Osama Bin Laden - Criminal Charges

Criminal Charges

Osama Bin Laden
FBI Ten Most Wanted Fugitives
Charges
  • Murder of U.S. Nationals Outside the United States
  • Conspiracy to Murder U.S. Nationals Outside the United States
  • Attack on a Federal Facility Resulting in Death
Reward $25 million
Alias
  • Osama Bin Muhammad Bin Ladin
  • Shaykh Osama Bin Ladin
  • the Prince
  • the Emir
  • Abu Abdallah
  • Mujahid Shaykh
  • Hajj
  • the Director
Description
Born (1957-03-10)March 10, 1957
Saudi Arabia
Died May 2, 2011(2011-05-02) (aged 54)
Abbottabad, Pakistan
Cause of death Ballistic trauma
Gender Male
Height 6'4" to 6'6"
Weight Approximately 160 pounds
Occupation Unknown
Criminal Status
Added June 7, 1999
Number 456
Killed During Attempt to Capture

On March 16, 1998, Libya issued the first official Interpol arrest warrant against bin Laden and three other people. They were charged for killing Silvan Becker, agent of Germany's domestic intelligence service, the Federal Office for the Protection of the Constitution, in the Terrorism Department, and his wife Vera in Libya on March 10, 1994. Bin Laden was still wanted by the Libyan government at the time of his death. Osama bin Laden was first indicted by a grand jury of the United States on June 8, 1998 on charges of killing five Americans and two Indians in the November 14, 1995, truck bombing of a U.S.-operated Saudi National Guard training center in Riyadh. Bin Laden was charged with "conspiracy to attack defense utilities of the United States" and prosecutors further charged that bin Laden was the head of the terrorist organization called al-Qaeda, and that he was a major financial backer of Islamic fighters worldwide. Bin Laden denied involvement but praised the attack. On November 4, 1998, Osama bin Laden was indicted by a Federal Grand Jury in the United States District Court for the Southern District of New York, on charges of Murder of U.S. Nationals Outside the United States, Conspiracy to Murder U.S. Nationals Outside the United States, and Attacks on a Federal Facility Resulting in Death for his alleged role in the 1998 United States embassy bombings in Kenya and Tanzania. The evidence against bin Laden included courtroom testimony by former al-Qaeda members and satellite phone records, from a phone purchased for him by al-Qaeda procurement agent Ziyad Khaleel in the United States. However the Taliban ruled not to extradite Bin Laden on the grounds that there was insufficient evidence published in the indictments and that non-Muslim courts lacked standing to try Muslims.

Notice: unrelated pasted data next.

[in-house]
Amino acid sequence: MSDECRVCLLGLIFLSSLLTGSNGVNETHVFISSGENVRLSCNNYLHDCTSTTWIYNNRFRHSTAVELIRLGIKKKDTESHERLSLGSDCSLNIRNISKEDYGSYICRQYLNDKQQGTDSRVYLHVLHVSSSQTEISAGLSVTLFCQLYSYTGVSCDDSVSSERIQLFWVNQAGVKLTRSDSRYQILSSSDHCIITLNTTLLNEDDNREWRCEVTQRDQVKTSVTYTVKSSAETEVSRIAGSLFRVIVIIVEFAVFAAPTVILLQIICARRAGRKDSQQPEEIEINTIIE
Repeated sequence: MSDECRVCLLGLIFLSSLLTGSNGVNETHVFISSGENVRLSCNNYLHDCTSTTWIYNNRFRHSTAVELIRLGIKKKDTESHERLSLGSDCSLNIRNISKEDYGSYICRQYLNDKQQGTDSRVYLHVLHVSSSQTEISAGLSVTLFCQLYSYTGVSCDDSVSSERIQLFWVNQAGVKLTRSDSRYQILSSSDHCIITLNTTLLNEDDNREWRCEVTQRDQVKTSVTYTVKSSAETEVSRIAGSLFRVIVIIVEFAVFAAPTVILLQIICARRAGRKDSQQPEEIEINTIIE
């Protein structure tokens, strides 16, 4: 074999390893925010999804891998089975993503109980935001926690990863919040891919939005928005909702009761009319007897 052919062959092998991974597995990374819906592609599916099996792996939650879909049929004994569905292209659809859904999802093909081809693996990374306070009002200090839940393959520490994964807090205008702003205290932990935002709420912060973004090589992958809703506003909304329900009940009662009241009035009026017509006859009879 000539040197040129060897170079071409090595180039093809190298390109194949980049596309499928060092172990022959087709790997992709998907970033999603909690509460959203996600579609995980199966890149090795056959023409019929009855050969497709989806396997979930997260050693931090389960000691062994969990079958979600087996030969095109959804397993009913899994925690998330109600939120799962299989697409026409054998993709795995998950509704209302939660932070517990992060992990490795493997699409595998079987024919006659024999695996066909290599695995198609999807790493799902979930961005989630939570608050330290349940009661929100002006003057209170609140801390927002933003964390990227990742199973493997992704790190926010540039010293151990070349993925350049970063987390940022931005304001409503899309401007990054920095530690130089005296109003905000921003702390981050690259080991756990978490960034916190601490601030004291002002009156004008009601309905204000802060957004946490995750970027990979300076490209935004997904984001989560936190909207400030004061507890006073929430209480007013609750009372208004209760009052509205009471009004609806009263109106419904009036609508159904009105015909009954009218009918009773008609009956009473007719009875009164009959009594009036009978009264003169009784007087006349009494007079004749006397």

Bin Laden became the 456th person listed on the FBI Ten Most Wanted Fugitives list, when he was added on June 7, 1999, following his indictment along with others for capital crimes in the 1998 embassy attacks. Attempts at assassination and requests for the extradition of bin Laden from the Taliban of Afghanistan were met with failure prior to the bombing of Afghanistan in October 2001. In 1999, U.S. President Bill Clinton convinced the United Nations to impose sanctions against Afghanistan in an attempt to force the Taliban to extradite him.

Years later, on October 10, 2001, bin Laden appeared as well on the initial list of the top 22 FBI Most Wanted Terrorists, which was released to the public by the President of the United States George W. Bush, in direct response to the September 11 attacks, but which was again based on the indictment for the 1998 embassy attack. Bin Laden was among a group of thirteen fugitive terrorists wanted on that latter list for questioning about the 1998 embassy bombings. Bin Laden remains the only fugitive ever to be listed on both FBI fugitive lists.

Despite the multiple indictments listed above and multiple requests, the Taliban refused to extradite Osama bin Laden. They did however offer to try him before an Islamic court if evidence of Osama bin Laden's involvement in the September 11 attacks was provided. It was not until eight days after the bombing of Afghanistan began in October 2001 that the Taliban finally did offer to turn over Osama bin Laden to a third-party country for trial in return for the United States ending the bombing. This offer was rejected by President Bush stating that this was no longer negotiable, with Bush responding "there's no need to discuss innocence or guilt. We know he's guilty." In June 2006 FBI's chief of investigative publicity, Rex Tomb, saw no hard evidence connecting bin Laden to 9/11.

On June 15, 2011, federal prosecutors of the United States of America officially dropped all criminal charges against Osama bin Laden following his death in May.

Read more about this topic:  Osama Bin Laden

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